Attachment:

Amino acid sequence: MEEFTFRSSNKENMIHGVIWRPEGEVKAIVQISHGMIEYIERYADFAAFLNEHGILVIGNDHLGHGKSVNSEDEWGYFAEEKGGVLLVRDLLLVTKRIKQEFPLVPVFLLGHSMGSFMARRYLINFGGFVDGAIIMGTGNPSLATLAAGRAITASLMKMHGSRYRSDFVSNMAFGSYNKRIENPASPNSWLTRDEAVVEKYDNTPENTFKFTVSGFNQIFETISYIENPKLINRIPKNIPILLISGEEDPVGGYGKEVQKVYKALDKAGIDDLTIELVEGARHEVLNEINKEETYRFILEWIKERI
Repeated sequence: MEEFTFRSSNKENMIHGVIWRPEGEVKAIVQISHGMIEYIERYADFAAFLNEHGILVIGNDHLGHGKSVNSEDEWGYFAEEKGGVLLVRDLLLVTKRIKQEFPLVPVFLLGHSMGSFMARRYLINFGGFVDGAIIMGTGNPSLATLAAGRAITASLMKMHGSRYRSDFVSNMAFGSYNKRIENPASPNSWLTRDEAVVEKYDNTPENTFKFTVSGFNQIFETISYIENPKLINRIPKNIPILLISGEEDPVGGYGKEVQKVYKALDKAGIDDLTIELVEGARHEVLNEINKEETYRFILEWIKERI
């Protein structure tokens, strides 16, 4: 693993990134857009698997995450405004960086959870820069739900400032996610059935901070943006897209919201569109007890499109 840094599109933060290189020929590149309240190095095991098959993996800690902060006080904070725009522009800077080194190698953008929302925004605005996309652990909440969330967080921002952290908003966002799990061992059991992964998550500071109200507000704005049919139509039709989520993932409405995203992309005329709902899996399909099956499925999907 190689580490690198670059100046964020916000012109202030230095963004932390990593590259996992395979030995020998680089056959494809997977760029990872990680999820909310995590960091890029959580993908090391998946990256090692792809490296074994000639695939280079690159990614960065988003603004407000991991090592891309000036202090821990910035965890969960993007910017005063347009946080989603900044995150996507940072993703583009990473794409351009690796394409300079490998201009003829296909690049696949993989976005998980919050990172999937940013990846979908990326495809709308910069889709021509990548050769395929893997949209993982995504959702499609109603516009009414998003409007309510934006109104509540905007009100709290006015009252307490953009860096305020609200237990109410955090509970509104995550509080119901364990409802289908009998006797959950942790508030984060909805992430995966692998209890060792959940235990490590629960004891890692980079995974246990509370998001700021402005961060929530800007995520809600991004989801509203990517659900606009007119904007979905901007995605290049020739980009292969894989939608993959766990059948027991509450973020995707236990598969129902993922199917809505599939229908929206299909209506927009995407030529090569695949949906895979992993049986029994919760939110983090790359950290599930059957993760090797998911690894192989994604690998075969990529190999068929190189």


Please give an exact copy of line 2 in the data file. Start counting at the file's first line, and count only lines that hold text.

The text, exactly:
Repeated sequence: MEEFTFRSSNKENMIHGVIWRPEGEVKAIVQISHGMIEYIERYADFAAFLNEHGILVIGNDHLGHGKSVNSEDEWGYFAEEKGGVLLVRDLLLVTKRIKQEFPLVPVFLLGHSMGSFMARRYLINFGGFVDGAIIMGTGNPSLATLAAGRAITASLMKMHGSRYRSDFVSNMAFGSYNKRIENPASPNSWLTRDEAVVEKYDNTPENTFKFTVSGFNQIFETISYIENPKLINRIPKNIPILLISGEEDPVGGYGKEVQKVYKALDKAGIDDLTIELVEGARHEVLNEINKEETYRFILEWIKERI